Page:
Democratic lawmakers are demanding answers as Wells Fargo becomes embroiled in yet another scandal – this time, over putting mortgage customers in mortgage forbearance programs without their consent.
In recent weeks, there have been multiple reports that the scandal-plagued bank has placed borrowers who were not delinquent in mortgage forbearance programs without their knowledge or consent. Some borrowers said they only learned of Wells Fargo’s actions from their lawyers, rather than the bank itself. There have also been reports that the bank has made misrepresentations to bankruptcy courts about borrower’s requests for forbearance.
In a letter to Wells Fargo CEO Charles Scharf, Sen. Elizabeth Warren (D-Mass.) and Sen. Brian Schatz (D-Hawaii) accused the bank of “putting consumers at risk of greater financial hardship amidst one of the worst economic downturns in our country’s history.”
Warren and Schatz called the latest scandal “highly disturbing” given the bank’s recent history of illegal behavior and mistreatment of customers, “including over a dozen scandals involving the creation of millions of fake customer accounts, illegal repossession of service members’ cars, wrongful foreclosure on hundreds of homes, illegal add-on charges to customers’ accounts, and much, much more.”
“This scandal-ridden history reveals a broken culture at Wells Fargo, and a bank that appears to be incapable of self-governance,” the senators wrote. “The new reports raise even more questions about the inability of Wells Fargo and its leadership team to comply with the law and the needs of its customers.”
Warren and Schatz cited multiple cases in which Wells Fargo wrongly claimed that borrowers asked to put their mortgage payments on hold in forbearance plans.
“These forbearance filings were based on nonexistent requests from customers,” the senators wrote. Wells Fargo has claimed that “may have misinterpreted customer intentions” in some cases.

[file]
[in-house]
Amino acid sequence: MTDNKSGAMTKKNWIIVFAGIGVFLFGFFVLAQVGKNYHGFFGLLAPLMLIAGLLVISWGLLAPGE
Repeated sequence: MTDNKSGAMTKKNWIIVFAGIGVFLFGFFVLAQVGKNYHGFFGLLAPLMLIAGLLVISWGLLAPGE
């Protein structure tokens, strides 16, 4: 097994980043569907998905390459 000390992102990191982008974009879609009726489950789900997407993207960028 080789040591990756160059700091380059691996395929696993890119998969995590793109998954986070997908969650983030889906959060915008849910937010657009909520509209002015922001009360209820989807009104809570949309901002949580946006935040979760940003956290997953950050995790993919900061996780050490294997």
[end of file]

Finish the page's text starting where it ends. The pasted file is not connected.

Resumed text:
Borrowers in at least 14states who were not delinquent on their loans had their mortgages put into forbearance without their knowledge or consent, Warren and Schatz said.
“These consumers were hurt in several ways by this practice: they did not receive credit for several months of payments, their credit reports may have been damaged, and they may have lost the opportunity to modify or refinance their mortgages while interest rates were at record lows,” the senators wrote.
Warren and Schatz said they supported servicers taking action to help distressed borrowers, and it was not their intent to discourage the bank from helping customers if the current scandal turns out to be limited to errors in a few isolated incidents.
“However, Wells Fargo’s history of taking actions without the consent of consumers is cause for serious concern that this is another systemic failure at the bank,” they wrote. “Indeed, if these reports are true, they represent one more addition to a long list of inexcusable actions by Wells Fargo at customers’ expense. The practices described in these reports are eerily similar to previous Wells Fargo scandals.”
The senators demanded a response from Scharf explaining the steps Wells Fargo took to place customers in forbearance plans, and how the bank notified those customers. They also asked how many loans the bank had placed in forbearance, and if Wells Fargo had “been compensated for forbearance filings not requested by the borrower.”
They also took Scharf to task for failing to clean up the bank’s scandal-ridden culture.
“You were appointed nearly ten months ago after your two predecessors were dismissed for their incompetence and inability to institute meaningful reforms at the bank,” Warren and Schatz wrote. “We had hoped you would bring the needed change to Wells Fargo’s culture following years of false promises and continued scandals, and we were initially encouraged by press reports that indicate that you were undergoing an ‘intense review’ of the banks operations and meeting with executives, ‘grilling them about the ways they do business.’ But this recent reporting highlights the broken culture at the bank, and the need for Wells Fargo to remain under intense regulatory scrutiny until it is clear that the necessary changes have been made to ensure that the bank is truly committed to its consumers.”
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